Garnishment of Federal Student Loans

Justice _scaleFederally funded student loans are unlike any
other.  With every other debt, the creditor must file a
lawsuit against you and win it before they can make any attempt to
garnish your wages or attach to any of your assets.  However,
with federally funded student loans, the government has the right
to start a garnishment without a lawsuit.  However, this does
not mean you have no rights when it comes to the collection of
these loans.
 
Debt collectors of student loans will use this sort of information
to their benefit to frighten consumers into paying them money
faster.  Often, the collectors will say that they can start
the process without any legal action whatsoever. Typically, they
will make it seem like you will wake up one morning to find your
wages garnished with no written warning .  That’s not only
incorrect, but it may be a violation of the
Fair Debt Collection Practices Act
. As with anything else,
there’s a process that must be followed before they can take your
money, and if the process is not properly followed, there can be no
garnishment.

The Collector is Required to Give you Written Notice
Advising You of Your Rights

Under the Debt Collection Improvement Act of 1996, the U.S.
Department of Education must mail you written notice at least 30
days before it begins to garnish your wages.  They must advise
you about the nature and amount of the debt, as well as the fact
that the agency intends to initiate garnishment.  In addition,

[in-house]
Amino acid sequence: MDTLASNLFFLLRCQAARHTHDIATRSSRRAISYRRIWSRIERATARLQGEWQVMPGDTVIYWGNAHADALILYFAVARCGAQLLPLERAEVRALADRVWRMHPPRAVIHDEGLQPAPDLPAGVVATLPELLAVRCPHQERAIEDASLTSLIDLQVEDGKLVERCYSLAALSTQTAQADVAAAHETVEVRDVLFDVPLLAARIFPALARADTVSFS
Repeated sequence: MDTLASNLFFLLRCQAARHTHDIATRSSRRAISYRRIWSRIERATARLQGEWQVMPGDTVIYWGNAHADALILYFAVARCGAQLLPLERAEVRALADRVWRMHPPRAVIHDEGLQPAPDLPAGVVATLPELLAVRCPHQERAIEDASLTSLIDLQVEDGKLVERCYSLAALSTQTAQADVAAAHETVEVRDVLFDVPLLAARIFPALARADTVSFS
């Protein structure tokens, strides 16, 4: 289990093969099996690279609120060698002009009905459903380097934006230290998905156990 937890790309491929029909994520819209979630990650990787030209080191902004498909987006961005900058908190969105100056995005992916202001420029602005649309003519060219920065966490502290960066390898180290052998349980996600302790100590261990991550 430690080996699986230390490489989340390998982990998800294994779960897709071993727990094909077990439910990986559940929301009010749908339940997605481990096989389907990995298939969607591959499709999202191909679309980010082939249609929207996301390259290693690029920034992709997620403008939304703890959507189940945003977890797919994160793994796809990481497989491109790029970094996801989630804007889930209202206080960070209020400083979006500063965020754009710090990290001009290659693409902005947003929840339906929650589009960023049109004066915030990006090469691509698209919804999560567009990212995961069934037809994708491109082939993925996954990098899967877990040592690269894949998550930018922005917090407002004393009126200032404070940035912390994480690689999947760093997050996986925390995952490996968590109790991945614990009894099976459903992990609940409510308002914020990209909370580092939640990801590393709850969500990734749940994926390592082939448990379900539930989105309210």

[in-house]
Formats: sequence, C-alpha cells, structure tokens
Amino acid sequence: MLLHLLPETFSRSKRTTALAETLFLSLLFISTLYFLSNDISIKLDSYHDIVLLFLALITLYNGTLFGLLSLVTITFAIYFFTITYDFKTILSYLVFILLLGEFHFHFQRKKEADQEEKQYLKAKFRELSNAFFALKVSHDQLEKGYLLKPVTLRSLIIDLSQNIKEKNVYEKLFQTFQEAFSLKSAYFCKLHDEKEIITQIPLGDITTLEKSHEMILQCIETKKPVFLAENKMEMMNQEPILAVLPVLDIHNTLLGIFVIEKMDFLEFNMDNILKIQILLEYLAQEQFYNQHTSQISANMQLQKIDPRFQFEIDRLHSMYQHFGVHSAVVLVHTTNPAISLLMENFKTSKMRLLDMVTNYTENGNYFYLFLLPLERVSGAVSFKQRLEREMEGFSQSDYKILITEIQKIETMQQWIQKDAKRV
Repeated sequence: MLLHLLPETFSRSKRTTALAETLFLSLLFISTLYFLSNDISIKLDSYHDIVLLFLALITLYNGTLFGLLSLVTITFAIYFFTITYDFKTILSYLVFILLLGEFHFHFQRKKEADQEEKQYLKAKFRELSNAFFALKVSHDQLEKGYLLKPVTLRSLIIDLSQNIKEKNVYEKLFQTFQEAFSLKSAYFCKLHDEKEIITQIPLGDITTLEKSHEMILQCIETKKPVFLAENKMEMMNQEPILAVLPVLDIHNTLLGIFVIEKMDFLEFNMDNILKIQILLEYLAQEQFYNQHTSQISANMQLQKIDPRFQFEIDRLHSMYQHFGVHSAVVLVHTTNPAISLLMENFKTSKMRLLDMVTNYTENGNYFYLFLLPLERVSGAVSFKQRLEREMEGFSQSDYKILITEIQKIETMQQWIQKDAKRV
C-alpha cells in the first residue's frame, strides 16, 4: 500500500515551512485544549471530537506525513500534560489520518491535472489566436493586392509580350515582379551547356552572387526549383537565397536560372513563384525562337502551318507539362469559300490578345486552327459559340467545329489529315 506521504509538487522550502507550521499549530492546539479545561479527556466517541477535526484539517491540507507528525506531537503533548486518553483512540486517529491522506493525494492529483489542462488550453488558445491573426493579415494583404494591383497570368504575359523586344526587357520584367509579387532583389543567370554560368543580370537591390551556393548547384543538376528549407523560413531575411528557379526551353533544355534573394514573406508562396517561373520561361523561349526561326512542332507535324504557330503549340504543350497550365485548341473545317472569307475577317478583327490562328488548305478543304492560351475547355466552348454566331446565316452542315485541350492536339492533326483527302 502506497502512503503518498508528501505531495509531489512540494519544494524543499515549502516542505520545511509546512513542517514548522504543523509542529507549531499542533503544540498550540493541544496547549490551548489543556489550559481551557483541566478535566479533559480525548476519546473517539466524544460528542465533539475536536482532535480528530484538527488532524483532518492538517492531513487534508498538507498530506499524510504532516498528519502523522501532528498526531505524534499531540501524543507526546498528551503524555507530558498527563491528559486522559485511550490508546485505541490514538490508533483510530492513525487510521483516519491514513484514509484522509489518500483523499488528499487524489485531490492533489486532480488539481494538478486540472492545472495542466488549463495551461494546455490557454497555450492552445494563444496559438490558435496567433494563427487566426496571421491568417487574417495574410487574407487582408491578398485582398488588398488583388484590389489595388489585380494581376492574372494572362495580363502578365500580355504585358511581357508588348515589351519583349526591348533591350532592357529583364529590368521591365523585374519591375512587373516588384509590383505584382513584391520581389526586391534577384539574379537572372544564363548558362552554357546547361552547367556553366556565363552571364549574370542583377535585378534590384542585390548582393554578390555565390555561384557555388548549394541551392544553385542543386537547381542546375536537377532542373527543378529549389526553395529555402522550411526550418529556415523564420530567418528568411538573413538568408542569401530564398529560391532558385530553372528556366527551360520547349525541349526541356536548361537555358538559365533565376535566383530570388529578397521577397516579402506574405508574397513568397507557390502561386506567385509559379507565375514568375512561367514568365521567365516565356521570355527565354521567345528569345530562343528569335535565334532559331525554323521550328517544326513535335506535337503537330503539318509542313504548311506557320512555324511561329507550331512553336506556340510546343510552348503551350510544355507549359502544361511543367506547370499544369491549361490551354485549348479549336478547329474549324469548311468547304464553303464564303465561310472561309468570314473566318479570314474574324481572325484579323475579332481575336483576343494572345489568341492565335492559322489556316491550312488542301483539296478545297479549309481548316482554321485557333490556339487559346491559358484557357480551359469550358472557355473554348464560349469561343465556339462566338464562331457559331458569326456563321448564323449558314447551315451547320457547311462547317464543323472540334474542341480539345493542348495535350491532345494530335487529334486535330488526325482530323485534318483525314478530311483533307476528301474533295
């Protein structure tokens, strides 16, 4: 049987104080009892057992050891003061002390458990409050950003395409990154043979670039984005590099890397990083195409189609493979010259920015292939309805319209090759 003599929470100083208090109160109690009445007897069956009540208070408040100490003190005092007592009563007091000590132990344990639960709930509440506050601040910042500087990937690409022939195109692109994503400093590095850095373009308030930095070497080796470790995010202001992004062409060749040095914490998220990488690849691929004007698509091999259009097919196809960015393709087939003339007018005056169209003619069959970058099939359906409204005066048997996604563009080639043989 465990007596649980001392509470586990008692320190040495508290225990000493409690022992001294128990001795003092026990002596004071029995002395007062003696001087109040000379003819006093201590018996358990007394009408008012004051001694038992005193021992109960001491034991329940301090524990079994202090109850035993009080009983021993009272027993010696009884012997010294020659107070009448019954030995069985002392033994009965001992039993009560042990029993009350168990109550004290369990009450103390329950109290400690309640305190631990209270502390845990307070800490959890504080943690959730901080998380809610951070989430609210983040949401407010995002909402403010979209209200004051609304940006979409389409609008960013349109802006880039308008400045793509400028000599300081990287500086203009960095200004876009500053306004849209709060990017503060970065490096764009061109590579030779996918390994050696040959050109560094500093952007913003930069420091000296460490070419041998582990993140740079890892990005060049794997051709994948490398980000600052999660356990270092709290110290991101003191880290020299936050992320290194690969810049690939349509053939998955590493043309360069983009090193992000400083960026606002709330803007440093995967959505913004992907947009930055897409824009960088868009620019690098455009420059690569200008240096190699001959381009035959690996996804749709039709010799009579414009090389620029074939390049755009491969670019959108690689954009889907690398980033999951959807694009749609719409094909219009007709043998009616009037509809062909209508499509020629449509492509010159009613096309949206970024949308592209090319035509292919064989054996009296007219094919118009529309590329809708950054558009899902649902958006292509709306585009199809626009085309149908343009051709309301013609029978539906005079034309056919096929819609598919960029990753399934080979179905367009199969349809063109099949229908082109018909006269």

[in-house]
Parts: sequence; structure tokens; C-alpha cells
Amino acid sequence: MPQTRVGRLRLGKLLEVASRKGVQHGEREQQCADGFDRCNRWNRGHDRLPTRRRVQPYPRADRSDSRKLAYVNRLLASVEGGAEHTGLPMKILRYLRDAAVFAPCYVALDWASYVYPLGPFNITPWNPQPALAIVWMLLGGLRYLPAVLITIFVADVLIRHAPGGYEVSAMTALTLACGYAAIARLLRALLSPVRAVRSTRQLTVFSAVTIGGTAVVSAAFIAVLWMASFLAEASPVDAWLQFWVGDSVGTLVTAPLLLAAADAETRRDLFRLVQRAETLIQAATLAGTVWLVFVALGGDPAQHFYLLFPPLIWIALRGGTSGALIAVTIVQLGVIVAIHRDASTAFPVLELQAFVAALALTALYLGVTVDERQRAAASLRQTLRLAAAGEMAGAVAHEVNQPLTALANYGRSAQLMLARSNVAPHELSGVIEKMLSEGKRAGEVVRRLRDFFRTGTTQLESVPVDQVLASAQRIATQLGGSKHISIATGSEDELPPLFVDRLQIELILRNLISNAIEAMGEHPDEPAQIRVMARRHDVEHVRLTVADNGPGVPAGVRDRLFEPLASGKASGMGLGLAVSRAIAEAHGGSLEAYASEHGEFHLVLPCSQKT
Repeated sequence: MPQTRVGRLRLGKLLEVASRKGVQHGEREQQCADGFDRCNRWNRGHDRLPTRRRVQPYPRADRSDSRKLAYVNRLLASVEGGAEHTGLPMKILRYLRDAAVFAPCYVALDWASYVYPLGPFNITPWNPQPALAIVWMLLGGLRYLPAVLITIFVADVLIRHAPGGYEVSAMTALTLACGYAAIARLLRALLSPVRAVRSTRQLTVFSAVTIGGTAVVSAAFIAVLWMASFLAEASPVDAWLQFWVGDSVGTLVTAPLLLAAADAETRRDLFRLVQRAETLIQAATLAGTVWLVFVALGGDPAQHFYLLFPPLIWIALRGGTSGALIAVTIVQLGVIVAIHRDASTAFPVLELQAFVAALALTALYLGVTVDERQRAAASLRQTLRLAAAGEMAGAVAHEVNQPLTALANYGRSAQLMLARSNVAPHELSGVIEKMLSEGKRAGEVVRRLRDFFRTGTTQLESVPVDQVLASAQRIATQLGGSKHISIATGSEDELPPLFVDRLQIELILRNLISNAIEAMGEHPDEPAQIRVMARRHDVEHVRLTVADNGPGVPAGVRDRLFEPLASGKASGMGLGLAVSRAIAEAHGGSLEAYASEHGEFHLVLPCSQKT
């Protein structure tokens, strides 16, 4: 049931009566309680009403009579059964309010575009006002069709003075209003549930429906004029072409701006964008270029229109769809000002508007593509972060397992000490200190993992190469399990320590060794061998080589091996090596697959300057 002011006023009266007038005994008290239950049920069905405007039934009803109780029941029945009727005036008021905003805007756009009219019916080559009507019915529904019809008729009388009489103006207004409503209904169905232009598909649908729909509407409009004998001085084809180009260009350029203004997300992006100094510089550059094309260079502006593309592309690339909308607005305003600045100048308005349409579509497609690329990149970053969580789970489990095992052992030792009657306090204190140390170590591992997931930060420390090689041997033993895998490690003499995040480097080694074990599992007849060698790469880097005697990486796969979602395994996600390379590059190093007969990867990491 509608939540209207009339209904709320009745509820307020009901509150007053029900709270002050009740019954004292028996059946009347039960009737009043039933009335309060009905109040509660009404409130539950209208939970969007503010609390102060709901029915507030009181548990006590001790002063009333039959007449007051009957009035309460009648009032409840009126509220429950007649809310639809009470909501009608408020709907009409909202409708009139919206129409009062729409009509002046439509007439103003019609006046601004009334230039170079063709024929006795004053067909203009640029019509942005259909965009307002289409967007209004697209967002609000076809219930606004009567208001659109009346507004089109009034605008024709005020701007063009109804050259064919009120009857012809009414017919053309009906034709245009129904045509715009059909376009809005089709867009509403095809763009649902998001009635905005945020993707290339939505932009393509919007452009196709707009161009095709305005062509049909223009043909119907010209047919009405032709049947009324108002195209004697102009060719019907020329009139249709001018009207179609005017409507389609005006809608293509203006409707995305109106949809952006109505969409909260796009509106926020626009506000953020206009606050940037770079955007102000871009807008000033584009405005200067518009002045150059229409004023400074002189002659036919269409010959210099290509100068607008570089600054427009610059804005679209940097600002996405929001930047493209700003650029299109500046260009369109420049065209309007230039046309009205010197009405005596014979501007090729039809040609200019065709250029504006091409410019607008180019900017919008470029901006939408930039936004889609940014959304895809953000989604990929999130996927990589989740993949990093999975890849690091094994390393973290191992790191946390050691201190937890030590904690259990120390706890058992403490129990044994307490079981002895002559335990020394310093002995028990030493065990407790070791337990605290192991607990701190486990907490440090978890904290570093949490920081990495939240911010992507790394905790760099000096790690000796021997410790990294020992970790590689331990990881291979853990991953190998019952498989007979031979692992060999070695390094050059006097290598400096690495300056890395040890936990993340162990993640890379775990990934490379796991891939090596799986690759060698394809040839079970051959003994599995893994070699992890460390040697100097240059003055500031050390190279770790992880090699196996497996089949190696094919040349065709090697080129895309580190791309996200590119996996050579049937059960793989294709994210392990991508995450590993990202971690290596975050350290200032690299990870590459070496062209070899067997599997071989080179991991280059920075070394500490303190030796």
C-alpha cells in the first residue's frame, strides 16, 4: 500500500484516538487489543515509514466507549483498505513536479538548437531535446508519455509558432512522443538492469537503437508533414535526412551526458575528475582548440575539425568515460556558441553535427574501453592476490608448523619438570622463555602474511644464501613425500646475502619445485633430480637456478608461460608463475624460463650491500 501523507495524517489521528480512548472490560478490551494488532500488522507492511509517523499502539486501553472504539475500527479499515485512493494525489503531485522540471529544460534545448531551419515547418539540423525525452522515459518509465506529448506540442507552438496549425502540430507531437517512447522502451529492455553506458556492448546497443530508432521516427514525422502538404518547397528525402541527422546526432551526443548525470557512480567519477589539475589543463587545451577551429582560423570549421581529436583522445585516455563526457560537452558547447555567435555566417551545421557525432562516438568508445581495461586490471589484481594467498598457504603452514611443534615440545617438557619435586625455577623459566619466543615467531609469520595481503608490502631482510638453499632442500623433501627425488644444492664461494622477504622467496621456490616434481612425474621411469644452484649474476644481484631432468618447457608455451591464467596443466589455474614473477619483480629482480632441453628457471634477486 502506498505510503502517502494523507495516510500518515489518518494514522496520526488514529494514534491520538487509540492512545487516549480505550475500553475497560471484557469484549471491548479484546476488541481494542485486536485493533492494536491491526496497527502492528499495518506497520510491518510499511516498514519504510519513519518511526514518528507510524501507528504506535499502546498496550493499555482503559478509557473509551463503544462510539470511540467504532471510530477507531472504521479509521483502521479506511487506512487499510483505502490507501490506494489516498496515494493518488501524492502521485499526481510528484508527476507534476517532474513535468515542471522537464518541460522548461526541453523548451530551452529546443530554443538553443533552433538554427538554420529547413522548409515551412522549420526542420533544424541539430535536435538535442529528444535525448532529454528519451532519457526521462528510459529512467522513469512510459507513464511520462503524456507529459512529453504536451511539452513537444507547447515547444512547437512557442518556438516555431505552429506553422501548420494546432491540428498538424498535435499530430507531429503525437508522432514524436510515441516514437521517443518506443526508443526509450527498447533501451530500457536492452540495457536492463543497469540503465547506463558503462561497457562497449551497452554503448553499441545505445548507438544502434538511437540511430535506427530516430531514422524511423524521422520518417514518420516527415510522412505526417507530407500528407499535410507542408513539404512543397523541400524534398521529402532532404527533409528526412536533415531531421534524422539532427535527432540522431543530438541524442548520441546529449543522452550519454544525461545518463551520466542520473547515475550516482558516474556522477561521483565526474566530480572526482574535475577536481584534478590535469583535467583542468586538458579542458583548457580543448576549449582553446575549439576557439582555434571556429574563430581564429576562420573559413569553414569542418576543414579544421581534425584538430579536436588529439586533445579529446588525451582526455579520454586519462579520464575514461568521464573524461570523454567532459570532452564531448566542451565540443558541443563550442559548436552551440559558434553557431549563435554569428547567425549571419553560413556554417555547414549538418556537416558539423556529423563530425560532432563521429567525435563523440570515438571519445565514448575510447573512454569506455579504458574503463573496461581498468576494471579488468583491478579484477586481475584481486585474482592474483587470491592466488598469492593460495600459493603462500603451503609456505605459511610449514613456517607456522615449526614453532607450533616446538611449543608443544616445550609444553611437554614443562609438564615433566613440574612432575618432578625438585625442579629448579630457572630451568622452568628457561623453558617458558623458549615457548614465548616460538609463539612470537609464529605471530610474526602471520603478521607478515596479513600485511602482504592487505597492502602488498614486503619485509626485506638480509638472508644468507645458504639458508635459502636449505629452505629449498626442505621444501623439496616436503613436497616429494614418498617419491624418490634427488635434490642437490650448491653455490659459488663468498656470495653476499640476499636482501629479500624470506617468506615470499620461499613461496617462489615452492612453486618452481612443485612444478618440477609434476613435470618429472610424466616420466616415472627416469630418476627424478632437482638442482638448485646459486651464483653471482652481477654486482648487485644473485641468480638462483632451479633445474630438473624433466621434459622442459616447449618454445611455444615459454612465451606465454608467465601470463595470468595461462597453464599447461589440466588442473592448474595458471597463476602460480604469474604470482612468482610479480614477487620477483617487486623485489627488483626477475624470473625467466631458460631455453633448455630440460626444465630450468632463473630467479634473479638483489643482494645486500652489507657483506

the notice must state that you (1) have the right to inspect and
copy records, (2) enter into a repayment agreement, and (3) request
a hearing about the existence, amount, or current enforceability of
the debt, the rate of withholding, and whether you have been
continuously employed less than twelve months after an involuntary
separation from employment.

What To Do If You Receive A Garnishment
Notice

If you request a hearing in a timely manner (on or before the
thirtieth day following notice of garnishment) then the garnishment
cannot not proceed until after the hearing.   While you
can still ask for a hearing once a garnishment begins, the
garnishment itself won’t stop.  As such, it is critical to get
the request for hearing in promptly after receiving it.

Also, the “Request for Hearing” form allows you to choose
between a written record, in-person hearing, or telephone
hearing.  As such, if personal attendance at a hearing is
difficult, you can elect to have it over the phone or have your
positions submitted in writing.   A hearing can reduce
the amount you owe and delay the garnishment.

Debt Collectors that Collect Student Loans Are Not
Exempt from the FDCPA.

The Fair Debt Collection Practices Act applies to all collectors
that are collecting consumer debts.  That the debt is one that
is the governments is of no consequence.  A collector cannot
harass or abuse you, call third parties for reasons other than to
seek your location information, make misrepresentation or threats
to you.  Most importantly, they cannot tell you that you do
not have any of the rights as discussed above. 

The attorneys of SmithMarco, P.C., a debt collection law
firm, has over 30 years of combined experience practicing law
protecting the rights of consumers around the country. Contact us for a free case review to
determine if your personal debt collection consumer rights were
violated